A new study by over 60 researchers from 26 countries suggests that the number of people who died in the 2009 global H1N1 “swine flu” outbreak is much higher than official figures show.

Writing in PLOS Medicine, they estimate the total respiratory deaths worldwide to be up to 203,000, some 10 times higher than the World Health Organization (WHO) official total, which is based on lab-confirmed cases.

When they added deaths by other causes exacerbated by H1N1, the figure was nearly double this amount, or over 20 times higher than the WHO lab-confirmed cases.

Commenting on the WHO-funded study, lead author Lone Simonsen, a research professor in the Department of Global Health at the George Washington University School of Public Health and Health Services in the US, says:

We also found that the mortality burden of this pandemic fell most heavily on younger people and those living in certain parts of the Americas.”

Based only on lab-confirmed cases, the WHO official figures report that just under 18,500 people died in the 2009 flu pandemic.

This total was already considered to be much lower than actual numbers because not all cases are lab-confirmed in a flu outbreak.

The new study’s findings are important because they help us to consider whether the public health response to the outbreak was excessive or not. Based on the official figures, some might suggest it was, but based on these new estimates, that may no longer be the case.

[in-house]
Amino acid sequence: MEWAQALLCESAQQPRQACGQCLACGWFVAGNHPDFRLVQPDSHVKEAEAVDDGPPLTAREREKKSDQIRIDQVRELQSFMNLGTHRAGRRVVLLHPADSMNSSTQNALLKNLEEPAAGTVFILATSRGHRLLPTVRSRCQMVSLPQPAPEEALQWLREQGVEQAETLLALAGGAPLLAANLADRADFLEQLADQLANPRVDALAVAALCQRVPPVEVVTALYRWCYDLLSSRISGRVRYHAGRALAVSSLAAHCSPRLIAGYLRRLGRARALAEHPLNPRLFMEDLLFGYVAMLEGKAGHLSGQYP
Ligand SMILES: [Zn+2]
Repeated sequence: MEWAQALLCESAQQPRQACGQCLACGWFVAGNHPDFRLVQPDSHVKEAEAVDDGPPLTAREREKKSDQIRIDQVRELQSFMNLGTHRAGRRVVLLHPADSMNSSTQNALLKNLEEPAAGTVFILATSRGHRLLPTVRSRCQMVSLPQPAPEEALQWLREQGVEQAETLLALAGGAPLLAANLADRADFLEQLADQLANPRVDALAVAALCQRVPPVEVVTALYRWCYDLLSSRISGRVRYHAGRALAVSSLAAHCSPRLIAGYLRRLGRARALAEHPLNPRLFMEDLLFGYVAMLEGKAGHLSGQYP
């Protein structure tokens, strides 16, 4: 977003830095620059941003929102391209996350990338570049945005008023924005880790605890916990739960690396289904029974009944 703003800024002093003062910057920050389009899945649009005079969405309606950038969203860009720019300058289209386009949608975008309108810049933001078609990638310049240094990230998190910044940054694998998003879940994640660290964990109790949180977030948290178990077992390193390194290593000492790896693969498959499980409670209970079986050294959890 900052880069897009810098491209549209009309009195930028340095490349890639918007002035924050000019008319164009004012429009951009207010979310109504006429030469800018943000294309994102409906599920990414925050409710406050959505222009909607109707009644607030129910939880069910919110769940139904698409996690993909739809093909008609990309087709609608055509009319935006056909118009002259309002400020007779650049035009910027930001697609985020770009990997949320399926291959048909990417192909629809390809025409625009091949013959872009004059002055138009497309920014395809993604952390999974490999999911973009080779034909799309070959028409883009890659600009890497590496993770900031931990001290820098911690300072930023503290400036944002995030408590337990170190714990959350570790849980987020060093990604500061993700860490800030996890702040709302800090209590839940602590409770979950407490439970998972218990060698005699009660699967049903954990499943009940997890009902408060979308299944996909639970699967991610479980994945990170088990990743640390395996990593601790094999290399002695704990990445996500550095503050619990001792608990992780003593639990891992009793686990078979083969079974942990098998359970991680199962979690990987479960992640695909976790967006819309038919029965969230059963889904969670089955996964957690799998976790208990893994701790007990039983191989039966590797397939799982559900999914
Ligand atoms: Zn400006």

Although nowhere near as devastating as the 1918 Spanish flu, which killed tens of millions of people, a death count in the hundreds of thousands still represents a formidable foe.

For the study, the team used weekly virology data kept by the WHO and information on actual deaths directly from 21 countries, representing aprroximately 35% of the world’s population.

From this, they could estimate numbers of respiratory deaths in those countries (H1N1 causes respiratory death when it gets into the lungs and causes pneumonia).

They used the estimates from the 21 countries with a new statistical method to arrive at a global figure, yielding a global death count of 203,000 respiratory deaths due to the 2009 H1N1 outbreak.

However, when they took into account the fact that H1N1 can also cause deaths by making existing conditions – such as heart disease – worse, the team discovered the 2009 death toll could be as high as 400,000.

The researchers also estimate that between 62-85% of deaths in the 2009 H1N1 swine flu pandemic were among people under 65 years of age – in marked contrast to seasonal flu epidemics where the highest proportion of deaths occurs mainly among seniors.

In terms of individual countries, there were also some stark contrasts. For instance in the Americas, countries including Mexico, Argentina and Brazil suffered a swine flu casualty rate some 20 times higher than other countries – the highest respiratory death rates in the world.

Parts of Europe, plus Australia and New Zealand, in contrast, had much lower rates of deaths.

The regional variation that this study suggests is quite different from the 2009 pattern of swine flu deaths reported by the US Centers for Disease Control and Prevention (CDC) in 2012.

The CDC estimated that the death count was very heavy in Africa and Southeast Asia and lower in the Americas and Europe.

The researchers in this new study could not find figures to substantiate the CDC estimates in Africa and Southeast Asia, but Prof. Simonsen says it is not easy to investigate these regions because there is insufficient data to make reliable estimates of what really happened.

She calls for further studies to look more closely at how the virus spread in the poorer nations. Plus, she says it is important to continue studying the pandemic to find out why some countries suffered much worse than others.